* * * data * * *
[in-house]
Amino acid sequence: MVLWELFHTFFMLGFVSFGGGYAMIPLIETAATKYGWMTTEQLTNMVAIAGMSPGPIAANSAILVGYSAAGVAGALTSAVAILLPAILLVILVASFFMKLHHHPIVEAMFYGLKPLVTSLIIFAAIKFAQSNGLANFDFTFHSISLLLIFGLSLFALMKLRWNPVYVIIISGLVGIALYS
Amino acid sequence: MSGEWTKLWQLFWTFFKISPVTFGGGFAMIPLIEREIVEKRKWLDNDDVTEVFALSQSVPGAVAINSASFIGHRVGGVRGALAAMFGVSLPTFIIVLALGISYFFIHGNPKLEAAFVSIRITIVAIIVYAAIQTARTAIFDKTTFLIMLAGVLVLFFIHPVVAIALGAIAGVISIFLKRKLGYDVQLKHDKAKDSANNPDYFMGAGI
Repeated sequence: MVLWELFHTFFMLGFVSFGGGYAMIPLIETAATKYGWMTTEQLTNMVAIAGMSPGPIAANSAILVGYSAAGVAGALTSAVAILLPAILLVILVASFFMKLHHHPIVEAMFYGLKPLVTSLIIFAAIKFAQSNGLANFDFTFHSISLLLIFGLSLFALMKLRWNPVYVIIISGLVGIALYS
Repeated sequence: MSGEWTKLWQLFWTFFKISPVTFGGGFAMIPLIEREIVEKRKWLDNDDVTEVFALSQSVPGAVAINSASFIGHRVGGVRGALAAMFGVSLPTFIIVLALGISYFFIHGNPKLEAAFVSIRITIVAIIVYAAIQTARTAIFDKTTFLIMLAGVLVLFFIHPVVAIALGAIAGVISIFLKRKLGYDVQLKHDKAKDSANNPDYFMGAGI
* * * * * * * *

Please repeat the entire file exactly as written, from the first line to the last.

[in-house]
Amino acid sequence: MVLWELFHTFFMLGFVSFGGGYAMIPLIETAATKYGWMTTEQLTNMVAIAGMSPGPIAANSAILVGYSAAGVAGALTSAVAILLPAILLVILVASFFMKLHHHPIVEAMFYGLKPLVTSLIIFAAIKFAQSNGLANFDFTFHSISLLLIFGLSLFALMKLRWNPVYVIIISGLVGIALYS
Amino acid sequence: MSGEWTKLWQLFWTFFKISPVTFGGGFAMIPLIEREIVEKRKWLDNDDVTEVFALSQSVPGAVAINSASFIGHRVGGVRGALAAMFGVSLPTFIIVLALGISYFFIHGNPKLEAAFVSIRITIVAIIVYAAIQTARTAIFDKTTFLIMLAGVLVLFFIHPVVAIALGAIAGVISIFLKRKLGYDVQLKHDKAKDSANNPDYFMGAGI
Repeated sequence: MVLWELFHTFFMLGFVSFGGGYAMIPLIETAATKYGWMTTEQLTNMVAIAGMSPGPIAANSAILVGYSAAGVAGALTSAVAILLPAILLVILVASFFMKLHHHPIVEAMFYGLKPLVTSLIIFAAIKFAQSNGLANFDFTFHSISLLLIFGLSLFALMKLRWNPVYVIIISGLVGIALYS
Repeated sequence: MSGEWTKLWQLFWTFFKISPVTFGGGFAMIPLIEREIVEKRKWLDNDDVTEVFALSQSVPGAVAINSASFIGHRVGGVRGALAAMFGVSLPTFIIVLALGISYFFIHGNPKLEAAFVSIRITIVAIIVYAAIQTARTAIFDKTTFLIMLAGVLVLFFIHPVVAIALGAIAGVISIFLKRKLGYDVQLKHDKAKDSANNPDYFMGAGI